Structured Finance

CRISIL assigns ratings to

  • Securitisation transactions through the pass through certificate (PTC) route
  • Structured obligation transactions

Securitisation transactions through PTC route

CRISIL’s ratings on PTCs indicates the relative degree of risk associated with timely servicing of financial obligations on the PTCs, as per the terms of the securitisation transaction. The ratings reflect the sufficiency or not of credit enhancement to cover shortfalls in pool collections compared with scheduled investor payouts for a specific credit rating. The ratings on PTCs carry the suffix '(SO)' to indicate that the instruments have a structured obligation.
 

CRISIL rates PTCs issued by a wide range of entities such as:

  • Banks
  • NBFCs
  • Infrastructure entities
  • Microfinance institutions
  • Urban local bodies

CRISIL’s criteria and framework seek to ensure that the ratings assigned factor in all the key risks that investors are exposed to in these transactions, and specifically captures the nuances of the underlying asset class.
 

CRISIL enjoys a leadership position in the Indian Securitization rating market and has the experience of assessing securitization transactions since 1992. It has evaluated over 150 originators, with a strong understanding of over 15 asset classes across economic cycles. This is supported by a strong track record of having a high one-year stability rate of 98.2% [SS1] for transactions rated AAA (SO) by CRISIL between 1992 and 2013.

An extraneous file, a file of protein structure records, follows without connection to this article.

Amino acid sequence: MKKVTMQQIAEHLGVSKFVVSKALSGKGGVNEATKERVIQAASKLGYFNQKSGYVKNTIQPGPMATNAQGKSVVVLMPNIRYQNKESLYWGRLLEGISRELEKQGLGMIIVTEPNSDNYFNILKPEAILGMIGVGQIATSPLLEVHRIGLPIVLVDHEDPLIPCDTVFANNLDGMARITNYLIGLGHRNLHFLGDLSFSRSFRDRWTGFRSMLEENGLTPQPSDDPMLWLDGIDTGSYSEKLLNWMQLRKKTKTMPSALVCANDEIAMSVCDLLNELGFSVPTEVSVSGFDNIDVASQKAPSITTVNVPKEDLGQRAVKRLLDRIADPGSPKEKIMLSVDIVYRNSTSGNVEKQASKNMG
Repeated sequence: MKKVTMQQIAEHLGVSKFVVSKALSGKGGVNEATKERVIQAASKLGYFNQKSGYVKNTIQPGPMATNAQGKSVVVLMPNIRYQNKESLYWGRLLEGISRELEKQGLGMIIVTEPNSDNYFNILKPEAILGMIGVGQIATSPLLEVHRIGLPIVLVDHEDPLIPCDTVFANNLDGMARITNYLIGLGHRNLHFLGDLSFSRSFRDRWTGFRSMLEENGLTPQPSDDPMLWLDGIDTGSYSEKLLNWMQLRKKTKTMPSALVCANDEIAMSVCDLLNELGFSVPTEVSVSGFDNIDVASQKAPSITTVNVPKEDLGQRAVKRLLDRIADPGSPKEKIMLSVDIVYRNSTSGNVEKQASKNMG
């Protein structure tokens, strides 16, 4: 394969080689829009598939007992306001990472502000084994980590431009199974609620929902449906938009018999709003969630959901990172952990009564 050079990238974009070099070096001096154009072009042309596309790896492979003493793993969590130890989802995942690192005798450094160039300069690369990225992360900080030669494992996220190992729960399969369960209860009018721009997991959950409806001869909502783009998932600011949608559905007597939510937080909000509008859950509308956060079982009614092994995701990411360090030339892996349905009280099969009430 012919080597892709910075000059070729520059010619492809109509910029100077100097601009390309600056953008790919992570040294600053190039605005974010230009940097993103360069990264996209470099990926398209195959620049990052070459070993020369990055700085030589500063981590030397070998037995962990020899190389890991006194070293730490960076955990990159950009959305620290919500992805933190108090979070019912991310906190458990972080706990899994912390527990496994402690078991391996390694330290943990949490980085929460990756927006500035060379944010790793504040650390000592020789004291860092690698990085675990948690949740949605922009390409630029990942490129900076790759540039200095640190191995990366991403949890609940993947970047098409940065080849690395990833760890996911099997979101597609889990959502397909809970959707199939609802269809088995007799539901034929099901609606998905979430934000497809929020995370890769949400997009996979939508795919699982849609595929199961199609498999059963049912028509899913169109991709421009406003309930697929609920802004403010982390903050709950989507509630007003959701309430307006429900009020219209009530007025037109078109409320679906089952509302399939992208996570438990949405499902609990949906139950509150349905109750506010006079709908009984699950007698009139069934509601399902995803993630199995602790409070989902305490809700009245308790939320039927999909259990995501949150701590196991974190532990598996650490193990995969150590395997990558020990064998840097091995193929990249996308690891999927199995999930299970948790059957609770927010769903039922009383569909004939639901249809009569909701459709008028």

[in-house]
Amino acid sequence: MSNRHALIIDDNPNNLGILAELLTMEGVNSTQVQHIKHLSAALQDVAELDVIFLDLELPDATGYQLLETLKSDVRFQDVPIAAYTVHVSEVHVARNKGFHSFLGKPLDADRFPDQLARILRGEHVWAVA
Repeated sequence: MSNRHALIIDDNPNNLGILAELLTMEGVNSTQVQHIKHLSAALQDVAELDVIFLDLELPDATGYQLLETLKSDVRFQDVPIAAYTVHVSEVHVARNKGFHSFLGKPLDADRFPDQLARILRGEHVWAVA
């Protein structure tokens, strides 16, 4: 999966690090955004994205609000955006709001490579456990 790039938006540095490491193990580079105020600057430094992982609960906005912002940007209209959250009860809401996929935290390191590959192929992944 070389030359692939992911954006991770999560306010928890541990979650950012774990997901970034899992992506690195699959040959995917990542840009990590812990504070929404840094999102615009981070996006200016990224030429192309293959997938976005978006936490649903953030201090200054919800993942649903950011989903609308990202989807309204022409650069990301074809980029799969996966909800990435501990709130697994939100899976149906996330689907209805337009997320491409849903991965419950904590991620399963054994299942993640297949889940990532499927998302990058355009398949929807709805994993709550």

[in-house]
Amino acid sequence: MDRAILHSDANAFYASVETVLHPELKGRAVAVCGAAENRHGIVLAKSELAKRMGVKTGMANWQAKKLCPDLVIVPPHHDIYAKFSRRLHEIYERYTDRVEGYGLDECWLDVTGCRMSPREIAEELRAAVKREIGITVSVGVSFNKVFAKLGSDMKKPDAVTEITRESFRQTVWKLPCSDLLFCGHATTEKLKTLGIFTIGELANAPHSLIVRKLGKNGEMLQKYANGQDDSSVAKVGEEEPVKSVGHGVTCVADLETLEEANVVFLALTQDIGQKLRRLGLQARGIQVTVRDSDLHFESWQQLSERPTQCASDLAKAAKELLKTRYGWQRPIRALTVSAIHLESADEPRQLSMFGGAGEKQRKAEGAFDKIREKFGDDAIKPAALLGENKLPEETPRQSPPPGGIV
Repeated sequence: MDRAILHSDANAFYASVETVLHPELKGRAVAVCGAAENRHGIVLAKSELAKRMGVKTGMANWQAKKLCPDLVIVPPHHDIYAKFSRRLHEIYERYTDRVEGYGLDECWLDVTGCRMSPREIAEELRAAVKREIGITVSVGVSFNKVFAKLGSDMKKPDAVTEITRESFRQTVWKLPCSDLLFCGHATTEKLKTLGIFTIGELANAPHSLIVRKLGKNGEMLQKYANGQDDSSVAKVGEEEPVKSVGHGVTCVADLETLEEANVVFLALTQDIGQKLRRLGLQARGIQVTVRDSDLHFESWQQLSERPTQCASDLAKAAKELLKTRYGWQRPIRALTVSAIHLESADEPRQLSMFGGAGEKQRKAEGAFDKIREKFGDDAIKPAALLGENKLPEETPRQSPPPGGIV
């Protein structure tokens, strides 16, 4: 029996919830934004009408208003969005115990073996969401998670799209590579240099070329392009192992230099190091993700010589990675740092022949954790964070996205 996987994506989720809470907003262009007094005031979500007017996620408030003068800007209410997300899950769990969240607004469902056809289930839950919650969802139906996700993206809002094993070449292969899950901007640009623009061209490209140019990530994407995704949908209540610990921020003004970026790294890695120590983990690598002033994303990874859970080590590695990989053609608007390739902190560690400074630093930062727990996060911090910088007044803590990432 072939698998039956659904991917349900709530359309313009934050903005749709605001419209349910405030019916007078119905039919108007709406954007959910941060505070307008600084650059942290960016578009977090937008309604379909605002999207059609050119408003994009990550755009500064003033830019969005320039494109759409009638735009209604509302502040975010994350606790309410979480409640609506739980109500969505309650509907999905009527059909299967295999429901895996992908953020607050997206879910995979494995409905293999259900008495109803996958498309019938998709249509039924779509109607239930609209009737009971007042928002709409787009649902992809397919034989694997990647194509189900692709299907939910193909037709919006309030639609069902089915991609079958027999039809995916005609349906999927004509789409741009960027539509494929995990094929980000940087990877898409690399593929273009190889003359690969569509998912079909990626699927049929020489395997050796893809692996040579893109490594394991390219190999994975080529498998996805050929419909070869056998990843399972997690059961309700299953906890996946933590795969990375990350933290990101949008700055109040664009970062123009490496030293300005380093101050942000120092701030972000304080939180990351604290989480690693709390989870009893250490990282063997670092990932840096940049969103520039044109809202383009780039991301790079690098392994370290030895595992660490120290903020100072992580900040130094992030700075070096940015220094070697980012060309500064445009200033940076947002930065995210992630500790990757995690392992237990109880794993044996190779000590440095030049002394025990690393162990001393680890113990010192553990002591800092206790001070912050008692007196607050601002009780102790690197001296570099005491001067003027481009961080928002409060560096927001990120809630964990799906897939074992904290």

CRISIL is the first rating agency in India to assign ratings on asset-backed securities in 1991 and mortgage-backed securities in 2000.
 

Structured obligation transactions
CRISIL may use an (SO) suffix to ratings to indicate ‘structured obligation’, where the credit rating on an instrument is enhanced over and above the issuer rating by means of a structure or mechanism. This credit enhancement, that supports the payment of interest and principal on the instrument, may be internal or external. SO ratings apply only to instruments, and not to the companies issuing them.

 

These innovative instruments play a critical role in the Indian bond market by creating a bridge between issuer’s credit quality and investor expectations, through the mechanism of credit enhancement in one or more ways:

  • Partial credit guarantee mechanism
  • Securitisation of annuity receivables
  • Commercial mortgage backed securities
  • Securitization of future flow receivables

CRISIL has developed detailed rating criteria and methodology to evaluate the risks associated with these innovative instruments. It has been at the forefront of innovation, by being the first rating agency globally to assign a rating based on the partial guarantee in 2001.
 

CRISIl is also credited with rating India’s first commercial mortgage backed security issue (or CMBS, issued in the form of NCDs) by DLF Emporio Ltd and DLF Promenade Ltd (part of DLF Group), and India’s largest future flow securitization transaction by IOT Utkal Energy Services in 2014.

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